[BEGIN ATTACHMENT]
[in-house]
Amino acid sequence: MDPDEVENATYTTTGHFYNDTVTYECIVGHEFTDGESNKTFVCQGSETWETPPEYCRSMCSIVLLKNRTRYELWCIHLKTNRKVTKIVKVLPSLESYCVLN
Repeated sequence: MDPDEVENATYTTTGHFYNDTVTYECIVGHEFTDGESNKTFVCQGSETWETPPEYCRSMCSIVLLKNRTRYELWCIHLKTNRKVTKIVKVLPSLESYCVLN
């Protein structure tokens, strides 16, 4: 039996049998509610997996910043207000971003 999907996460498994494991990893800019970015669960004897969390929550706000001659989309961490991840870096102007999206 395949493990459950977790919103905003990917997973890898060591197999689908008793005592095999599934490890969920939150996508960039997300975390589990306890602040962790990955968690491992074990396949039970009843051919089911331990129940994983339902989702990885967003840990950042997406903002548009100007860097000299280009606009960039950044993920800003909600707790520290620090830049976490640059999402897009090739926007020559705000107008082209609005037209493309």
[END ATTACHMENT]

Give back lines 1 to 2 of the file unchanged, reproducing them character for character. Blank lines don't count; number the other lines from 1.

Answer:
[in-house]
Amino acid sequence: MDPDEVENATYTTTGHFYNDTVTYECIVGHEFTDGESNKTFVCQGSETWETPPEYCRSMCSIVLLKNRTRYELWCIHLKTNRKVTKIVKVLPSLESYCVLN